Friday, October 26, 2018

Toilets Я Us, Part VI: Arizona Summit to close down

Privately owned über-toilet Arizona Summit is preparing to shut down. It has offered the ABA a "teach-out plan" whereby the remaining 22 students would finish their studies elsewhere but would still get their degrees from Arizona Summit, which would retain its accreditation for a year or two. In exchange, Arizona Summit has offered to drop its appeal from the ABA's decision to revoke its accreditation.

Back in August, less than two weeks before what would have been the start of the semester, Arizona Summit announced that it would not be offering classes after all. The students were left to scramble for another school that would take them at that late date. Some of them reportedly transferred to Florida Coastal, InfiLaw's only other remaining law school—itself likely to close soon because of financial problems, potential loss of accreditation, and plummeting enrollment. About two dozen students transferred, surprisingly enough, to the U of North Dakota, another über-toilet.

The ABA may accept this plan, negotiate something else, or proceed with its intention to revoke Arizona Summit's accreditation. In any event, it seems that Arizona Summit will be closing down in a year or so. Even if the ABA unconditionally continued Arizona Summit's accreditation (an unrealistic possibility), the über-toilet could hardly come back to life with only 22 students and presumably no professors.

Arizona Summit is becoming the eighth law school to close, if we count Valpo (which is apparently winding itself up).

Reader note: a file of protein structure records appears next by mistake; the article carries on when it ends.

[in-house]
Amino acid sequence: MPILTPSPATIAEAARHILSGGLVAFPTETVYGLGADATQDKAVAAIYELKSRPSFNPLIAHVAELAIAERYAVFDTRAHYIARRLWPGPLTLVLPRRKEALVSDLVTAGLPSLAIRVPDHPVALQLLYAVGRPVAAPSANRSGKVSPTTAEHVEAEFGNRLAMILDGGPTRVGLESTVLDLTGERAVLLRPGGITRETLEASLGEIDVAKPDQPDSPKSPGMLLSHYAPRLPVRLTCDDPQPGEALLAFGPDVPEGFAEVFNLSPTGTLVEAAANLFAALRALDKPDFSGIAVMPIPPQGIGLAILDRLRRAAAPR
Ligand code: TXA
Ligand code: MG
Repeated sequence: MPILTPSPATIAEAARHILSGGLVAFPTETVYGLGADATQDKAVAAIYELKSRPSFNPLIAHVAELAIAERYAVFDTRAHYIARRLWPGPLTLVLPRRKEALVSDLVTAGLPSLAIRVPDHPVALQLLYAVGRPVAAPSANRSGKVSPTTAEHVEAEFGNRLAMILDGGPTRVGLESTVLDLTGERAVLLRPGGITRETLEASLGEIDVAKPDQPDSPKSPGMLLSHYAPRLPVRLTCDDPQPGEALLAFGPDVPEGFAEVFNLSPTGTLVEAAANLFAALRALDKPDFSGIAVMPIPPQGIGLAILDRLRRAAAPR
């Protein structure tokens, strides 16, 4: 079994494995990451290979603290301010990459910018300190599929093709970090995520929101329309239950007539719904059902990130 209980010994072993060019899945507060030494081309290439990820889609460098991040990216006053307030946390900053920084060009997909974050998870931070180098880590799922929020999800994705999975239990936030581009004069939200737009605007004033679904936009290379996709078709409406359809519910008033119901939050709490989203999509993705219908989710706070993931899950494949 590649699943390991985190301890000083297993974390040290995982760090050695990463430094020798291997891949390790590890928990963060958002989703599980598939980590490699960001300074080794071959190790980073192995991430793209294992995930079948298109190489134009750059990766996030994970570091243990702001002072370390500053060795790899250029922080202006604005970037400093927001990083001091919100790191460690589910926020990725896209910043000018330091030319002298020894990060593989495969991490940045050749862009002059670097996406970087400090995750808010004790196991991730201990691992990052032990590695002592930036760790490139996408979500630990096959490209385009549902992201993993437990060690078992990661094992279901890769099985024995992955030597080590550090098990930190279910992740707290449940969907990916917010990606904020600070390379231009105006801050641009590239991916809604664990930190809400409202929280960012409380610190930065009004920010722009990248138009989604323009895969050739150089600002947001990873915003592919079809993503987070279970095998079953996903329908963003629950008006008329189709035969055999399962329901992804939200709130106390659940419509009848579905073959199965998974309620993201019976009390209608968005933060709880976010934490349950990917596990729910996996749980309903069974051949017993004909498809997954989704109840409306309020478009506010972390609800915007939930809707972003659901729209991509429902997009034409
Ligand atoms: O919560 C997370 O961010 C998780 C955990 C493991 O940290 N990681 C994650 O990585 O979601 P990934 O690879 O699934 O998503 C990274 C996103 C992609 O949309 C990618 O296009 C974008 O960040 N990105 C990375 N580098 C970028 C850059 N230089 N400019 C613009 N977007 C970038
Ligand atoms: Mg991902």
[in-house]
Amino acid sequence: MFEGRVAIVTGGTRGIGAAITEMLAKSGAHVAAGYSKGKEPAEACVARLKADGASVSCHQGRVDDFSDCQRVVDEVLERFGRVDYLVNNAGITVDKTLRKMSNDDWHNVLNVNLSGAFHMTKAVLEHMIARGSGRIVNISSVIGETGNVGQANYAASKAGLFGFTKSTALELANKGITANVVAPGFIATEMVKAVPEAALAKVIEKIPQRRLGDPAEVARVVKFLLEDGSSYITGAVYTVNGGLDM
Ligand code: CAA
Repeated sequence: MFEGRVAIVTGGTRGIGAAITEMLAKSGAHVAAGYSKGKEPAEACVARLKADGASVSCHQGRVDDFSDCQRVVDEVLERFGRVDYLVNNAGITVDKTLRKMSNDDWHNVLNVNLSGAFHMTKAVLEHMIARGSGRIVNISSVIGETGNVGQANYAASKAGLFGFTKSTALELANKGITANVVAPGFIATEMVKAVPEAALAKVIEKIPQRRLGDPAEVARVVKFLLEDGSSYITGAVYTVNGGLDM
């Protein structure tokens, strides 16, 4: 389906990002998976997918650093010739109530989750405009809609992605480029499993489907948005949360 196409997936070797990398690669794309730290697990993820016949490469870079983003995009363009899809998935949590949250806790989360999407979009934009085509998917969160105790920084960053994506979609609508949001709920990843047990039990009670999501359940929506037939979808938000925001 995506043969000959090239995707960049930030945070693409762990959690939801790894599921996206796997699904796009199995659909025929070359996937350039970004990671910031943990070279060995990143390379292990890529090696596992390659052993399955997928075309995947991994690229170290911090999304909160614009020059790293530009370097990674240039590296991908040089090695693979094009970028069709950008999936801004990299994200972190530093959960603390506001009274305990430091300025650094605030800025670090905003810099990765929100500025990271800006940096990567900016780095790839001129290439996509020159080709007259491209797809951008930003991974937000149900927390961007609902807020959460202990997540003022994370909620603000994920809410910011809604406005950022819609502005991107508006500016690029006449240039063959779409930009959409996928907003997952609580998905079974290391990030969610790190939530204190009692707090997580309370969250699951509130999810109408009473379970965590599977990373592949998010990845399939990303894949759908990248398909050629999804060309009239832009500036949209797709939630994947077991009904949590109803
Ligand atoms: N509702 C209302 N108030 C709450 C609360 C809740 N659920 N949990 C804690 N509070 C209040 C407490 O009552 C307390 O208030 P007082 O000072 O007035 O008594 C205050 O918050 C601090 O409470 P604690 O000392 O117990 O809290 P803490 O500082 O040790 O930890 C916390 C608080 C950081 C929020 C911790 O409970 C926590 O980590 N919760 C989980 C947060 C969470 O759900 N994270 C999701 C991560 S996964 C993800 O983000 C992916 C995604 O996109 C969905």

1. Great news! Infilaw has long been known as a full-on student loan scam.

    In other news, overflowing superTTTTTTToilet Touro just went south of 50% bar passage. It would be mighty nice to see the State of New York step in and put it in some sort of receivership or simply shut it down. It's pretty obvious that the ABA hacks won't do anything.

  2. It's interesting to me how some of these ABA accredited schools are failing, yet many of the non ABA state accredited schools, with even lower bar passage rates, are managing to get by. In theory, the non ABA schools should be the first to fail. They must have a better business model.

    1. That's a good point.

      The state-accredited and unaccredited ones are found mainly in California. Most of them charge a lot less than an ABA-accredited school—sometimes just a few thousand dollars a year, though the course of study may last longer (four or five years). Of course, their degree is worth much less, since it ordinarily cannot lead to licensure outside the state. Some of these schools are correspondence schools, which are far cheaper to operate (payroll represents the bulk of a typical ABA-accredited law school's budget). Conceivably a correspondence school could be operated with only a handful of students, if it could rely on "instructors" paid by the piece to grade papers or speak with students. Many of them do not require the LSAT or even a bachelor's degree, so they may appeal to the sorts of people whom even Cooley might reject on one of its better days.

      I haven't investigated the state-accredited and unaccredited law schools in detail, but I cannot recommend attending one. They are, and will be seen to be, ridiculous toilets no better than Cooley and most likely a damn sight worse (hard though it may be to imagine a school worse than Cooley). Standards of admission scarcely exist, as you might guess from observing the many schools that ask not for a degree or an LSAT score but for a short essay on some such theme as Why I Want to Be a Lawyer. Remunerative employment as a lawyer, for the few graduates who pass the bar, is about as likely as being dealt a straight flush: these schools tend not even to provide any information about employment on their Web sites, probably because they do next to nothing to help people to find work and their graduates seldom do find work as lawyers.

    2. I know that only a few states have these state only accredited schools, but it almost seems like that the ABA wants to make sure that 85% of everyone that wants to attend law school should be able to. Then the state supreme courts and bar licensing authorities try to find ways to allow the remaining 15% to attend.